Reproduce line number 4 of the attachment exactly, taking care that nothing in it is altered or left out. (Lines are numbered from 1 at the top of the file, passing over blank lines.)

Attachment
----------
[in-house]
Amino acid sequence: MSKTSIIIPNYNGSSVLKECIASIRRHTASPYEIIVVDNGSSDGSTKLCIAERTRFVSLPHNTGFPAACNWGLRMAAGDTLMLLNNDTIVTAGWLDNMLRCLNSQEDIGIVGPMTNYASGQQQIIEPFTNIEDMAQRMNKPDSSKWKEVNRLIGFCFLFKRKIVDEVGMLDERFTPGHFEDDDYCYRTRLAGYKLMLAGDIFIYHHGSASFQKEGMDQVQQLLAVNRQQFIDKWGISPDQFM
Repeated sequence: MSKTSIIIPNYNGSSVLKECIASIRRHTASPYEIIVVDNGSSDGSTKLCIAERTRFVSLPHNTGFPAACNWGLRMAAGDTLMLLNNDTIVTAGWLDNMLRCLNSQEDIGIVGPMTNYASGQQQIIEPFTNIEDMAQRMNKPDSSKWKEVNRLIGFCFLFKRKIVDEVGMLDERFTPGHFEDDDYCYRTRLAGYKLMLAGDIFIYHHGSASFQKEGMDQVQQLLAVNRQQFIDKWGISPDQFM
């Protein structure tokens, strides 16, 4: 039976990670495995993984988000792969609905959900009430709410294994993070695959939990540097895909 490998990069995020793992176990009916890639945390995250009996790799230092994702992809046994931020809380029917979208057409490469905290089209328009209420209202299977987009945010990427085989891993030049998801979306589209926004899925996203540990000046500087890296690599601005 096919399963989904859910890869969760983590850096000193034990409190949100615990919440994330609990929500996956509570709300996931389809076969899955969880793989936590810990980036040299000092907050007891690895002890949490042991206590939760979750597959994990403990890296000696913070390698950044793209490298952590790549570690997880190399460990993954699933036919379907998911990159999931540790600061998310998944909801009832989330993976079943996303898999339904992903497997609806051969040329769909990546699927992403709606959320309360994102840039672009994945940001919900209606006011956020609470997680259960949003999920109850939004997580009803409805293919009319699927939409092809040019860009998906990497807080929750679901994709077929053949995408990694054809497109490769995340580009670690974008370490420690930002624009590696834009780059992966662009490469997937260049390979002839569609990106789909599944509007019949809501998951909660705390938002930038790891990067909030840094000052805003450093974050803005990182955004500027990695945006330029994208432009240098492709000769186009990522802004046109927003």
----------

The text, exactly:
């Protein structure tokens, strides 16, 4: 039976990670495995993984988000792969609905959900009430709410294994993070695959939990540097895909 490998990069995020793992176990009916890639945390995250009996790799230092994702992809046994931020809380029917979208057409490469905290089209328009209420209202299977987009945010990427085989891993030049998801979306589209926004899925996203540990000046500087890296690599601005 096919399963989904859910890869969760983590850096000193034990409190949100615990919440994330609990929500996956509570709300996931389809076969899955969880793989936590810990980036040299000092907050007891690895002890949490042991206590939760979750597959994990403990890296000696913070390698950044793209490298952590790549570690997880190399460990993954699933036919379907998911990159999931540790600061998310998944909801009832989330993976079943996303898999339904992903497997609806051969040329769909990546699927992403709606959320309360994102840039672009994945940001919900209606006011956020609470997680259960949003999920109850939004997580009803409805293919009319699927939409092809040019860009998906990497807080929750679901994709077929053949995408990694054809497109490769995340580009670690974008370490420690930002624009590696834009780059992966662009490469997937260049390979002839569609990106789909599944509007019949809501998951909660705390938002930038790891990067909030840094000052805003450093974050803005990182955004500027990695945006330029994208432009240098492709000769186009990522802004046109927003």